“First of all, who the fuck is named Dexter? . . . Didn’t his parents know he was gonna grow up to be a fucking egghead?” – Det. Joey Quinn to Christine Hill
Although Debra and Dexter are the main characters we talk about when he think of Freud, Trinity’s issues come to the forefront this season. In his chilling scenes, we hear him warning a boy: “You better catch up with your Mom. You don’t want to lose her.” Although Trinity’s mother’s greatest fault seems to be that she was a “lifelong Republican,” we know that she must have done something to warp Trinity into the monster he is today, albeit “a very different monster than [Dexter] [is].” Once he encourages Tarla Grant to jump, he returns to her body at ground-level, smears some of his mother’s ashes at the crime scene, and whimpers: “Oh, Mommy.”
In a chilling toast to his mother’s memory, Trinity shares a drink with what seems to be the ghost of his father (according to Lundy, the next murder in the pattern is a man getting bludgeoned). The altar-like set up with his mother’s ashes and her pictures are chilling, for we know this is part of Trinity’s ritual. We can piece together from Miami Metro’s investigation and from what we know about Trinity that he is killing in memory of his loved ones, as if to recreate his scarring past.
Trinity’s crossword, as he stalks Tarla Grant, betrays the macabre duplicity in Trinity’s life. Not only do we simultaneously giggle and cringe when he fills in “sever-al,” but we can see that Freud’s “Id-Ego-Superego” theory (a common crossword puzzle answer) surfaces here. For people like Trinity and Dexter, their personalities are compromised by their Dark Passengers or their “ego,” and their superego, or need for survival, comes into play in their facades. The “id,” or primal urges of human beings, is discussed at the neighborhood barbecue. Dexter comments on how the ice age forced people to work together and eat communally if they wanted to survive. The genes of those people passed down from ancestor to ancestor to the people who are living today, and barbecues are the mock-ice-age ritual. The fittest have survived, yet Dexter seems to still be king of the jungle (or at least in this neighborhood).
[Side note: Deny (or denial) also appears in the crossword, which is rather fitting for this section.]
Debra isn’t left in the dust as far as Freudian themes go: we know that she had a gay phase in college; we also know that she is mad at Frank for not letting her know that he would show up. She lashes out at him and clings to Anton, a sign that she has not forgiven her father (for not paying attention to her and for his affairs). As much as she tries to convince us and herself that she doesn’t want to be in a relationship with Frank, her damaged childhood tells us otherwise. The rejection from Frank, the father-figure, as far as him not coming back to rekindle things with Debra, is enough to send her into Anton’s arms.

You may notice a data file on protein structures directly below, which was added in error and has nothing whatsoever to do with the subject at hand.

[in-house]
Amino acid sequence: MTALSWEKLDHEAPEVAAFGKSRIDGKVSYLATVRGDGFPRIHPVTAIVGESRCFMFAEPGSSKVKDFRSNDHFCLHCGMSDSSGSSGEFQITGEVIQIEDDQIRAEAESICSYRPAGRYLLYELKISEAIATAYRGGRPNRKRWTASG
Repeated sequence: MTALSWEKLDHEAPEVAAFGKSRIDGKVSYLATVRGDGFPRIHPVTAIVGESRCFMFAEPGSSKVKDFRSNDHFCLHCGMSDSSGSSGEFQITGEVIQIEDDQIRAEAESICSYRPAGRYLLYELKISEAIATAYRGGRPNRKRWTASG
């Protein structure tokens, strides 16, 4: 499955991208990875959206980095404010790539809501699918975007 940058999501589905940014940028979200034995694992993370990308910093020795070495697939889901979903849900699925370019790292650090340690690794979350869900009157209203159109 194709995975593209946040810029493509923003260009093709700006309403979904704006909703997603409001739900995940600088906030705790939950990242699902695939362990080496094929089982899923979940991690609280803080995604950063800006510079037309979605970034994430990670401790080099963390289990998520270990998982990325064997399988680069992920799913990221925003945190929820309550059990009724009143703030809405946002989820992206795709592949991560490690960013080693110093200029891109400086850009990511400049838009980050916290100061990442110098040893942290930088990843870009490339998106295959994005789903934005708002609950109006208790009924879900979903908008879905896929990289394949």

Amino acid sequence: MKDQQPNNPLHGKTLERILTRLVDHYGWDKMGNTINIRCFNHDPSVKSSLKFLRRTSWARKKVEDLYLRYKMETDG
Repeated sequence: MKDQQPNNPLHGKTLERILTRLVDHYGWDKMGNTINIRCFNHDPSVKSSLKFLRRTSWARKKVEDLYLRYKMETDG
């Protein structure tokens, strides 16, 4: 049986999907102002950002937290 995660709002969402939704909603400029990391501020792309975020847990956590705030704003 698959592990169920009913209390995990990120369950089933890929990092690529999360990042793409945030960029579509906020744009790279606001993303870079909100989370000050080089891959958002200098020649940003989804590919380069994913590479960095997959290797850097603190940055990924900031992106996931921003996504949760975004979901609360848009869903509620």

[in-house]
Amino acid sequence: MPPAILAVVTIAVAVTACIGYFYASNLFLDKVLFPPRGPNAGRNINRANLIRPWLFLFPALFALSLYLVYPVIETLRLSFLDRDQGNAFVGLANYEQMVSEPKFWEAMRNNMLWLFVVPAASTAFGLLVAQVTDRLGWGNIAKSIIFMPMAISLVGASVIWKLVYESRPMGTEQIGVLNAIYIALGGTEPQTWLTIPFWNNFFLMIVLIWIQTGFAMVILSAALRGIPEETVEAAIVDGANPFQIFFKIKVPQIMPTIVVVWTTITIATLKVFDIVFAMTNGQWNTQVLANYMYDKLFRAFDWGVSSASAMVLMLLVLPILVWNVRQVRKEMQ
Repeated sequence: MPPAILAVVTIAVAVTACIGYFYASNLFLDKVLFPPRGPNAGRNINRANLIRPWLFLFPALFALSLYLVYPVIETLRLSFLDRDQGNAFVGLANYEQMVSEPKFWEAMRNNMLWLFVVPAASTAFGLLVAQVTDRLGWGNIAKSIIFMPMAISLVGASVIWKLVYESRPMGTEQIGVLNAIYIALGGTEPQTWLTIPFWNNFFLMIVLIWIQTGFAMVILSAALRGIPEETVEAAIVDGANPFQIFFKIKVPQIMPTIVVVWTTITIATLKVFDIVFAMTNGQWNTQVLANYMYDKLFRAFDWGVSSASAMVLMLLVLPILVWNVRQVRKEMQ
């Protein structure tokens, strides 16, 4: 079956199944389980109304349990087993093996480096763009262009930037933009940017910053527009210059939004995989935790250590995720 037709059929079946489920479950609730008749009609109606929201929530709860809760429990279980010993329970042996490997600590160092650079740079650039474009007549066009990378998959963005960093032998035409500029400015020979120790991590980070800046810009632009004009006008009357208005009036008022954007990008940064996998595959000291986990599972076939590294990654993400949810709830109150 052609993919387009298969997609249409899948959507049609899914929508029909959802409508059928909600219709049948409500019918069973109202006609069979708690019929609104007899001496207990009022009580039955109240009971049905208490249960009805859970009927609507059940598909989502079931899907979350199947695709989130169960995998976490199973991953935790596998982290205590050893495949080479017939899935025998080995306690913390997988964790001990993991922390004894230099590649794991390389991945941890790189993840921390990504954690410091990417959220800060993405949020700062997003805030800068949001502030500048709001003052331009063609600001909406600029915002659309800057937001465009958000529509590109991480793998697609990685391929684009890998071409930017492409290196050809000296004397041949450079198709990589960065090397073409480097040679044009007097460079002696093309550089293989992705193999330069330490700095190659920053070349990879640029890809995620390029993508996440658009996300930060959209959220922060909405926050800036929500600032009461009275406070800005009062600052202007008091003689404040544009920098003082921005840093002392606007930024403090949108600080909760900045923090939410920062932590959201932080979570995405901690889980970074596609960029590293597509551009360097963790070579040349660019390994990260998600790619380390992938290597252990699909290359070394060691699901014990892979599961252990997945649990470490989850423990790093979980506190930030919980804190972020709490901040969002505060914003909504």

Business or Pleasure?
Dexter often views strokes of luck, coincidence, and his triumphs as signs from a Higher Power that he should keep doing what he is doing. Much like his “band-aid” Beni Gomez incident, Trinity has gotten away with killing for thirty years, something he must feel he is justified to do, for the circumstances surrounding Tarla Grant’s apparent suicide cover for him and the fact that it was a homicide. Grant’s brain tumor news may be a sign to him that the universe wants him to keep doing what he is doing. Frank Lundy calls it “fate” or “kismet.” Although Dexter claims his kills are strictly business and are part of a higher Code to clean up the streets, he often wonders (as do others) if he kills for pleasure rather than justice. Miguel Prado certainly asked that of Dexter.
Dexter: A Comedy
One of Trinity’s crossword puzzle answers is “several.” This is ironic given that he severed his first victim’s femoral artery.
Dexter’s barbecue beverage of choice airs on the idea of cannibalism.
Debra: “Francis, if I hadn’t already gone through that phase in college, I’d kiss you.”
- Dexter: “If someone tested positive for an STD, would they have to register with the Miami Health Authorities?”
- Vince: “And why would you ask me that?”
- Maria LaGuerta: “Morgan, where do we stand on the Lisa Bell murder?”
- Deb: “Uh, somewhere in the middle of shit creek.”
Quinn: “Oh, well. If it isn’t Special Agent Grandpa.”
Dexter: “Ah, solitude. Something I won’t enjoy again until I deal with Jesse, the neighborhood shithead.”
Vince Masuka: “I put her [the test dummy] in a short skirt so we can see her in her panties while she’s falling.”
Vince’s souped-up truck.
And now to put a “number” on this episode. Dexterity (neat-handedness, puns, trickery, clever sayings, placements, etc.) will judge all of the small things that I pick up on. The higher the score, the more fun I had picking apart the episode for hidden clues. Entertainment (how much I laughed and enjoyed the episode) will judge how excited I was on average throughout the episode, as well as after it for the upcoming episodes. “Xtremity” (how dramatic, but also how believable the episode was, edge-of-the-seat, white knuckles, the “holy shit” factor) will judge just how jaw-dropping the episode was.